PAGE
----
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Notes on Contributors

Michael J. Berntsen is an assistant professor in the English, Theatre, and World Languages department of the University of North Carolina at Pembroke. His greatest accomplishments include completing the Boston Marathon in 4 ½ hours, beating the Outer Banks Rooster Challenge, and teaching his 80-year-old mother how to use streaming services. His works can be found in collections and journals, including The MLA Style Center, Teaching Shakespeare, Studies in Medieval and Renaissance Teaching, The Wider World of Jim Henson, Untoward Magazine, St. Sebastian Review, and Media, Technology, and the Imagination.

Ashley Ecklund is a PhD Candidate in English Literature at the University of Oregon. Her dissertation asks how late-twentieth century literature takes up catastrophic violence in everyday urban settings. She is interested in Derridean Materialisms, Black Feminisms, and Theories of Affect for the ways in which they can underscore differences and multiplicities alongside connections in terms of knowing and telling narratives of violence.

Emily Hunsaker is earning her PhD in English at the University of Florida. Her work focuses on children’s literature and comics studies. She also teaches English and writing courses at the University of Florida emphasizing visual and multimodal literacy.

Shawn Gilmore is a Teaching Assistant Professor at the University of Illinois, Urbana-Champaign and writes on comics, prose, film, and the like, teaching the same. He has written and presented on comics since the mid-2000s, completing a dissertation on how the graphic novel became a viable conceptual and publication format in 2013 and publishing articles and reviews in a variety of collections, journals, and in various public fora. In addition, he is the editor of The Vault of Culture, a public scholarship site that features work by a range of scholars and lay writers over a variety of cultural objects, from comics to film to novels to video games and everything in between.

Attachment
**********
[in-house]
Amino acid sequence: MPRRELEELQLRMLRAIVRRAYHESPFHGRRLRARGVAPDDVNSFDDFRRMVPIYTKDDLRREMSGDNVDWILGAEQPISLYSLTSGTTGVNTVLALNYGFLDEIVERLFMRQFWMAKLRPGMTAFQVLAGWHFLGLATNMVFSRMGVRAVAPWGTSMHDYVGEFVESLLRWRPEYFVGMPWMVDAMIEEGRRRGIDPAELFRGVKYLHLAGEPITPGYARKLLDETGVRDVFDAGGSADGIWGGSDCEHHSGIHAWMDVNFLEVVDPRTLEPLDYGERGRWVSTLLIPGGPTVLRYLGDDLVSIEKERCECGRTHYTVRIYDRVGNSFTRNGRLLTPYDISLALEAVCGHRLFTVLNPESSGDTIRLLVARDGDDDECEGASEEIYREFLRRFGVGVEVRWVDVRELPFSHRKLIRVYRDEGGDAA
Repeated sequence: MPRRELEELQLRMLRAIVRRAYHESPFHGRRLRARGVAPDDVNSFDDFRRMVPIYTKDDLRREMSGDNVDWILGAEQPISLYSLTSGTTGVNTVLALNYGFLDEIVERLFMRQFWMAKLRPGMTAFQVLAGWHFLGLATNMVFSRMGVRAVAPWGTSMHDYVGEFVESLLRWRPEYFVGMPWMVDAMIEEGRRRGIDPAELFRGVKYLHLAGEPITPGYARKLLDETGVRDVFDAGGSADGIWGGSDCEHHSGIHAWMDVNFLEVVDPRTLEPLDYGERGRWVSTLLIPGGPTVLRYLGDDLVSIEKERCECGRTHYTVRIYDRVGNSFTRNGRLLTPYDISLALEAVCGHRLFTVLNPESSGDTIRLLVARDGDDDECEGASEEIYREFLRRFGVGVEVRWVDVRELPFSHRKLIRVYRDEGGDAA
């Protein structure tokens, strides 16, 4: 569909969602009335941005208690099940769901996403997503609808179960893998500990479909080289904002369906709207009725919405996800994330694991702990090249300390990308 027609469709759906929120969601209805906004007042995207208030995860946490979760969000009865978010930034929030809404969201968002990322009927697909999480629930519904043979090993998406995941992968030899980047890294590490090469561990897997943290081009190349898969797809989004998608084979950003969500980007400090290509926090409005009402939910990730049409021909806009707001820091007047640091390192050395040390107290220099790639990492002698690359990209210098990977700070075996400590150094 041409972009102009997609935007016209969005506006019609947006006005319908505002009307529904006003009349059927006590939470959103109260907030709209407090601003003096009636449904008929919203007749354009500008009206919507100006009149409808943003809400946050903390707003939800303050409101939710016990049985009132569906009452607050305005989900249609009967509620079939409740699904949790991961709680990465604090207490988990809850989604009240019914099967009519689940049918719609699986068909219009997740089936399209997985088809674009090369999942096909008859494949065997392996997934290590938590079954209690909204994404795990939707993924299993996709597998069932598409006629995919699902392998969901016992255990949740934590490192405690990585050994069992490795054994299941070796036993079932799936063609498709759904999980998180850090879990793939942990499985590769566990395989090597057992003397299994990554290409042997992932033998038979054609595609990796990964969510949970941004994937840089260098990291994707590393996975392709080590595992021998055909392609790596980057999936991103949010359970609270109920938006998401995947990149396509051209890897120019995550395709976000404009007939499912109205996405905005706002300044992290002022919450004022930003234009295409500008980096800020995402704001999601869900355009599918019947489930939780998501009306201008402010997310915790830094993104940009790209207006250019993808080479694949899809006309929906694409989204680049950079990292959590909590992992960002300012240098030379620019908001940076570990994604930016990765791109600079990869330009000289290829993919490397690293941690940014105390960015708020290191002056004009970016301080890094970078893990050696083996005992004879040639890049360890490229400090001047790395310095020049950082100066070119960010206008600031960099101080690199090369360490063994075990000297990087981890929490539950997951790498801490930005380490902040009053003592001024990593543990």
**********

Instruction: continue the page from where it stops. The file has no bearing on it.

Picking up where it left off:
Seamus O’Malley is Associate Professor of English at Stern College for Women, Yeshiva University. He is the author of Making History New: Modernism and Historical Narrative (Oxford University Press, 2015) and Irish Culture and ‘The People’: Populism and its Discontents (Oxford University Press, 2022). He has co-edited three volumes, one of essays on Ford Madox Ford and America (Rodopi, 2010), a research companion to Ford (Routledge, 2018) and a volume of essays on the cartoonists Julie Doucet and Gabrielle Bell (Mississippi, 2018). He is the chair of the Ford Madox Ford Society and co-chair of the Columbia University Seminar for Irish Studies.

Logan Schell is a PhD student at the University of Florida. His interests are in Comics Studies and Rhetoric and Composition. He has written academic work for the Journal of Graphic Novels and Comics as well as the Oxford University Press. When he is not teaching or researching them, he self-publishes comics, both online and in print.

Nao Tomabechi has studied and taught in three countries: Japan, America, and Germany. They majored in English literature in Sophia University, Japan, where they received their BA and MA. They received their second MA in American studies from Heidelberg University, Germany. They recently completed their PhD at the University of Siegen, Germany, with a dissertation focusing on supervillains in American superhero comics. They will start teaching English and American Literature in Shujitsu University, Japan in April 2023.

Yi Wang obtained her bachelor’s degree in English Education at Shanghai International Studies University and an MPhil in Education (Critical Approaches to Children’s Literature) at the University of Cambridge. Her research interests revolve around Interdisciplinary research in children’s literature and young adult fiction. She is currently invested in comics and picturebooks study, and is interested in how comics and picturebooks visualise identity conflicts of children and young adults.

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